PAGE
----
Protecting Our Waterways


Clark County’s streams and rivers are important amenities that wonderfully compliment our fantastic parks and recreational opportunities. Where else can you start the day fly-fishing for trout and end it kayaking in whitewater? If fighting rapids isn’t your speed, a leisurely float down the Mad River, or bike ride along Buck Creek, might suit you. When properly utilized these waterways play a key role in a healthy ecosystem, along with adding to the economic impact parks have on our community. Like anything else though, our streams and rivers demand maintenance if we want to continue to benefit from them economically and recreationally.

We all have a responsibility to care for Clark County’s waterways. National Trail maintains 12 miles of waterways throughout Clark County which includes all of Buck Creek, portions of the Mad River and other smaller waterways. National Trail works with the Springfield Conservancy District and others to remove tires and debris, reforests stream banks, remove invasive plant species and establishes native prairies along the streams’ edges. The average person can help by limiting the amount of stormwater pollution reaching the streams. Stormwater pollution occurs when it rains. Between rain storms, the debris of everyday life-litter, cigarette butts, oil dripping from cars, excess lawn and garden chemicals, and pet waste, build up on the landscape. When it rains, it’s as if the landscape gets a bath and all those dirt and chemicals are washed off. They end up, however, in Clark County’s streams. You can easily help though! Don’t litter or over-apply lawn fertilizers and chemicals. And one of the biggest things you can do, especially if you live in Springfield, is to direct as many downspouts as possible to an area where rainwater will soak into the ground rather than runoff to the street.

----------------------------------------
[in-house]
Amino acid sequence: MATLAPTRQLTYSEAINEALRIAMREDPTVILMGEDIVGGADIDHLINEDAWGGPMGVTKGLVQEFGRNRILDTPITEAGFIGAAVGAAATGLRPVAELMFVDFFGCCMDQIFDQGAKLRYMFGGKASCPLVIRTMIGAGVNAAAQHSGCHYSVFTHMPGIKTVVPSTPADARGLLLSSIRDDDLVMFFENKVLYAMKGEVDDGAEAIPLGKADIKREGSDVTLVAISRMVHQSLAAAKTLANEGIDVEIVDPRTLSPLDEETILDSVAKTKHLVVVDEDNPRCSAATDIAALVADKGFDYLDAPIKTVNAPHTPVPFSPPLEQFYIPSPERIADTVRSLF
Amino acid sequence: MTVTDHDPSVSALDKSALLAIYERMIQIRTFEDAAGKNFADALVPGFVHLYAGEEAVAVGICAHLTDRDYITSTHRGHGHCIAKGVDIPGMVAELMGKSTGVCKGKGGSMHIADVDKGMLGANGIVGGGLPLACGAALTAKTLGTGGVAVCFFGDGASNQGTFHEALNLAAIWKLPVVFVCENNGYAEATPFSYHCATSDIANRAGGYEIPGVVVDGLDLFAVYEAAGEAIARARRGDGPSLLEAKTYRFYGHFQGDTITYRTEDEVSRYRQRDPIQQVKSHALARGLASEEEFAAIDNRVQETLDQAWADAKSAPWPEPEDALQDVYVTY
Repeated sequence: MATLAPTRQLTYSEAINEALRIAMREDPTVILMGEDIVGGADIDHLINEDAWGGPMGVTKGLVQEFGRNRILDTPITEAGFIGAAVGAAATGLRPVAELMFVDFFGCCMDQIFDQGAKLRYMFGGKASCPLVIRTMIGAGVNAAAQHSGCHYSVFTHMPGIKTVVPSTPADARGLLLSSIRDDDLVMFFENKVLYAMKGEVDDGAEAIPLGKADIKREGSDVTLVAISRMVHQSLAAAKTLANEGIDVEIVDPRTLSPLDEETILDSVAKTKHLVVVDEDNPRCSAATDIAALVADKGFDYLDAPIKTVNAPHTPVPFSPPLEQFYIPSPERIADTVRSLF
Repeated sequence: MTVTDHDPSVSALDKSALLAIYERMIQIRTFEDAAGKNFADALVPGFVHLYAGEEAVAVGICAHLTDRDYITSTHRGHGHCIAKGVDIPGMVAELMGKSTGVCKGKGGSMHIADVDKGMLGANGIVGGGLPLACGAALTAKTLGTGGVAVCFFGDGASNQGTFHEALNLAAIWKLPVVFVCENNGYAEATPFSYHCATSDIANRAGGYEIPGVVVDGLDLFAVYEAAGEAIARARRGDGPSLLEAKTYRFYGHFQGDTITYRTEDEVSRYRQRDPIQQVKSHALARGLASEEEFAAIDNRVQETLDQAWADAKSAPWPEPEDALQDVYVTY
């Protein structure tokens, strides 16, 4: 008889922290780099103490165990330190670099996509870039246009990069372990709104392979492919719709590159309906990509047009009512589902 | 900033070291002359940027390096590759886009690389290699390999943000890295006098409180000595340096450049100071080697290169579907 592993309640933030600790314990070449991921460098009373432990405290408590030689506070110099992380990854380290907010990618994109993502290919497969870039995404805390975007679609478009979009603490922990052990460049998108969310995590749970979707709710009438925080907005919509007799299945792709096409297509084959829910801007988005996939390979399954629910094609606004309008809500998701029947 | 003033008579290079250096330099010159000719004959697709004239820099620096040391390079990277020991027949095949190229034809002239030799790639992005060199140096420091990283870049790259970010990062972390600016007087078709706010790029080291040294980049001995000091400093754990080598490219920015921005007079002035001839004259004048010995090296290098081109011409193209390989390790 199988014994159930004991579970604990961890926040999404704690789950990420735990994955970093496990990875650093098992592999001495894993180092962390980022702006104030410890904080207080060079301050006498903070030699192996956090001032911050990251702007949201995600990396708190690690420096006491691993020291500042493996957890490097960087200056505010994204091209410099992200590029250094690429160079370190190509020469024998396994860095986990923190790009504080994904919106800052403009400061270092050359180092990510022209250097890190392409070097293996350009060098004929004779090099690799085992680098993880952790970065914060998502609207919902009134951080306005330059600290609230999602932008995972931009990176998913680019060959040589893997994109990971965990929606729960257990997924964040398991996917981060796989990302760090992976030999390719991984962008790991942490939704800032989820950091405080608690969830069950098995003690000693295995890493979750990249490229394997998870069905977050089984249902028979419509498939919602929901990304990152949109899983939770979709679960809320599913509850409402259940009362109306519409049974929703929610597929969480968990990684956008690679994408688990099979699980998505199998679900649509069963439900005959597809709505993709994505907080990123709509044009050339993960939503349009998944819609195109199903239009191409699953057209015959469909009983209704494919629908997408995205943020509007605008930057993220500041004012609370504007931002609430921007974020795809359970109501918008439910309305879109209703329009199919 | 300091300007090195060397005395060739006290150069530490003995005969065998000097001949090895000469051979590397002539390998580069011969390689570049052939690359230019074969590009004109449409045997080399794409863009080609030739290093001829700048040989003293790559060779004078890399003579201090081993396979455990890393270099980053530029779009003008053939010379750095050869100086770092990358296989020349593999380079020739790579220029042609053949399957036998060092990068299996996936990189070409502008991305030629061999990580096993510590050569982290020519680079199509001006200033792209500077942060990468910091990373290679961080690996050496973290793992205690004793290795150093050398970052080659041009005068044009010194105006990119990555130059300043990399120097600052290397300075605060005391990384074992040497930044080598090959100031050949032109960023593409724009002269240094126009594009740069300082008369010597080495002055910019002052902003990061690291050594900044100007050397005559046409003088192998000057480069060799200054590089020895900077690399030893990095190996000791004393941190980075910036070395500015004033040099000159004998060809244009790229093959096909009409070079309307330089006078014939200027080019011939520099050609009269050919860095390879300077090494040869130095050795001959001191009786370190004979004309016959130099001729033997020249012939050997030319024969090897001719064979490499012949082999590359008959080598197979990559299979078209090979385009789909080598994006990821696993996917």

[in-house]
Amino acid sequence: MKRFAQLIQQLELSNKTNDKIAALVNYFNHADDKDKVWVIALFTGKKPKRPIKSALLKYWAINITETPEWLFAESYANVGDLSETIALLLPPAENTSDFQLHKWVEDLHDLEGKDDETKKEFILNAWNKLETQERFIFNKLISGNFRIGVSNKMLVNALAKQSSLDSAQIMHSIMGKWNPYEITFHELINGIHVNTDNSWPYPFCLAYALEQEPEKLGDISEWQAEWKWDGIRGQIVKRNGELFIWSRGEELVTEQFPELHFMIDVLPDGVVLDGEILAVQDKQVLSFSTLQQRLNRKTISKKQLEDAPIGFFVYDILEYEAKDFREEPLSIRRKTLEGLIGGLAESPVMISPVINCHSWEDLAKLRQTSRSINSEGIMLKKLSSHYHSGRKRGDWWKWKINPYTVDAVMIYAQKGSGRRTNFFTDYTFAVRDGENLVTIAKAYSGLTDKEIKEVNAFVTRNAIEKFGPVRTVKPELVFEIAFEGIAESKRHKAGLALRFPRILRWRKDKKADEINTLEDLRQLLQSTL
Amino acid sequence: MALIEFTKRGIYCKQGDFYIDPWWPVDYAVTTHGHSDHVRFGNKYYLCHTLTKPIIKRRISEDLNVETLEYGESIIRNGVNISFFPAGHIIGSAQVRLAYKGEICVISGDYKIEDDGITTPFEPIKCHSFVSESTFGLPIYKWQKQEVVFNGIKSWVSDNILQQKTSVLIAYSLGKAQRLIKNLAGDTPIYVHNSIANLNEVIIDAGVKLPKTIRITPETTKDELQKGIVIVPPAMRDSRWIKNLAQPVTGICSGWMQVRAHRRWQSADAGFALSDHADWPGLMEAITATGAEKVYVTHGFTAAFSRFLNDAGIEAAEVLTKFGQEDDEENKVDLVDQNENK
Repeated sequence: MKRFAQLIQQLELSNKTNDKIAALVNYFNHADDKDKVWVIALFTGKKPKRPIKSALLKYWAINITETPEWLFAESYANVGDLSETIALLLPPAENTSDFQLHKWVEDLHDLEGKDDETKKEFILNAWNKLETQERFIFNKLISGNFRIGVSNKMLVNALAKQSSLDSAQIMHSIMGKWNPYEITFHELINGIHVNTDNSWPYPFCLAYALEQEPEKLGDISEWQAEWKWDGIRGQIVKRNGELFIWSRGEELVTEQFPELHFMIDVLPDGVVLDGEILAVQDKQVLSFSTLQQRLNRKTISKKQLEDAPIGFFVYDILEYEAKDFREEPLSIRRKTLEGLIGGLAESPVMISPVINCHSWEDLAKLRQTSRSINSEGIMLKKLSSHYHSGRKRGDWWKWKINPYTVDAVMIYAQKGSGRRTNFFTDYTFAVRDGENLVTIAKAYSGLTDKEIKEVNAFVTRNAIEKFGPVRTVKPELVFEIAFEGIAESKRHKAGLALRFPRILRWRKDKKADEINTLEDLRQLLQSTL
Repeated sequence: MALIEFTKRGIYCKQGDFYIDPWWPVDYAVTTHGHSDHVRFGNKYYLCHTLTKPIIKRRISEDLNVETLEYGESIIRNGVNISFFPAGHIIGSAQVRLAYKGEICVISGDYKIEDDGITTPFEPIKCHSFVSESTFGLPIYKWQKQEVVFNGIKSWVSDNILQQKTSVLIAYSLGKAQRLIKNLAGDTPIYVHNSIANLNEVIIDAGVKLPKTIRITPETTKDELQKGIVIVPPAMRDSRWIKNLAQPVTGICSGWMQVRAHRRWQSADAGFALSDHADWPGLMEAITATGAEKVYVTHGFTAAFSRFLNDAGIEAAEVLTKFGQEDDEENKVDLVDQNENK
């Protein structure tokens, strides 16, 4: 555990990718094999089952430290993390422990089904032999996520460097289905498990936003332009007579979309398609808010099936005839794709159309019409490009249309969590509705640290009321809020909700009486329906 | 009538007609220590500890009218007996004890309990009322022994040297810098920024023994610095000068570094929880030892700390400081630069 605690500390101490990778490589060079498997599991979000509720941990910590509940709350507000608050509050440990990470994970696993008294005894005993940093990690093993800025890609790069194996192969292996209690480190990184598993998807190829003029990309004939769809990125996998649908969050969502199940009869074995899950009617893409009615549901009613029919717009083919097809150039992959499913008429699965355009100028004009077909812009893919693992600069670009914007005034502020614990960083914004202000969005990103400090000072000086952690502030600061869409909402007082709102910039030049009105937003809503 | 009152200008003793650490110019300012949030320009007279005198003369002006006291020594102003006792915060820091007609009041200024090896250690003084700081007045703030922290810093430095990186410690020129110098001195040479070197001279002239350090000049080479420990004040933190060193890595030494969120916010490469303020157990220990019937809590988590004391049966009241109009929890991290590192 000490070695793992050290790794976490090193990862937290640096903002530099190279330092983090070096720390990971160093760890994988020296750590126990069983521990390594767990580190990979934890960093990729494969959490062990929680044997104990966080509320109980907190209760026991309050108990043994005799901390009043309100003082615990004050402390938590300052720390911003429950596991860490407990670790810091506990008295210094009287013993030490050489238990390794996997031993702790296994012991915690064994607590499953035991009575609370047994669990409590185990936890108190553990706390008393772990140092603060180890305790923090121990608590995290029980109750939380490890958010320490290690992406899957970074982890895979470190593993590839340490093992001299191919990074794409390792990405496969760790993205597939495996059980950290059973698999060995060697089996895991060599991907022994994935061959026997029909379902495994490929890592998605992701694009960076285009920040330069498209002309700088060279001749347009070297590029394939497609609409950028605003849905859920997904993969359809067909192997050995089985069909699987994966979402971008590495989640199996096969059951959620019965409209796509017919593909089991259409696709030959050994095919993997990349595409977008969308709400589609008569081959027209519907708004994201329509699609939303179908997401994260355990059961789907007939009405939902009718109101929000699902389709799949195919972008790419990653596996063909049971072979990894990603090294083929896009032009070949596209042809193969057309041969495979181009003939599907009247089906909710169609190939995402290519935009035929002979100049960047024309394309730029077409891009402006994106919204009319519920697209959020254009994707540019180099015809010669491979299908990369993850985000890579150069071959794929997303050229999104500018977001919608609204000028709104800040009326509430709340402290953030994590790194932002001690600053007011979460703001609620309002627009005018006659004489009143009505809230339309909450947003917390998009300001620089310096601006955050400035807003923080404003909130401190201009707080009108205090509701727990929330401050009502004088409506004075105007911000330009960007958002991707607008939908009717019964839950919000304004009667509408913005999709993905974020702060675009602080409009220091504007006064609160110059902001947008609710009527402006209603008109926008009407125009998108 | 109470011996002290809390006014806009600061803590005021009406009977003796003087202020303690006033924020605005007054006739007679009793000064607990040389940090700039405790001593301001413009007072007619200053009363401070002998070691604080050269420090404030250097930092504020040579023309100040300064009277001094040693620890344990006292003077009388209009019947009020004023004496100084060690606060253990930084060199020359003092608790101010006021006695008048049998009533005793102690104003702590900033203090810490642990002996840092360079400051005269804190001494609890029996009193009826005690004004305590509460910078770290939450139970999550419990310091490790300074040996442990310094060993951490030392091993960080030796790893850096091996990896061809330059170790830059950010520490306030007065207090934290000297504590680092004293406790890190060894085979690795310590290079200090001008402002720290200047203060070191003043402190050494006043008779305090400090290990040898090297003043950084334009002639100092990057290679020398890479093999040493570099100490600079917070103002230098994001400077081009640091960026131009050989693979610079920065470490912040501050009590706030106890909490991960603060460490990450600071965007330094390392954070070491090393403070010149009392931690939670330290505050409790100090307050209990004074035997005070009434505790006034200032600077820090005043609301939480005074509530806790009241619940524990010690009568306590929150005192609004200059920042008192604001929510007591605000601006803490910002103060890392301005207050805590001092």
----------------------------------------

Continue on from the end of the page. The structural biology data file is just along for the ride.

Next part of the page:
Keeping rainwater out of the sewer system is one of the most pressing issues facing Springfield. Much of the city’s sewer was designed with pipes of a limited volume. When it rains, the amount of stormwater entering the sewer sometimes exceeds the volume of the pipes and raw sewage mixed with stormwater can overflow into Buck Creek and other streams. Though Springfield’s sewer, like many other cities’ sewers, was designed to overflow, the EPA has mandated that the overflows be reduced. And we should reduce the overflows. Dumping untreated sewage and stormwater into our streams severely limits their benefits. Springfield recently completed a project that allows the wastewater treatment plant to treat 140 million gallons a day and greatly reduced the overflows into Mad River. The city’s next step is to create a strategy to reduce the roughly 50 annual overflows along Buck Creek, Mill Run and Mill Creek. Meeting EPA’s mandate is a long way off, but Springfield is moving forward and trying to be a good steward of the waterways we are so lucky to have.


  • Fix Your Leaky Vehicle
  • Use A Carwash When Washing Your Vehicle
  • Do Not Litter
  • Dispose of Pet Waste
  • Store And Apply Lawn Chemicals Appropriately
  • Keep Lawn Waste Out Of The Streets
  • Put Rain Barrels On Your Downspouts
  • Install A Rain Garden
  • Dispose Of Hazardous Waste At The Clark County Solid Waste District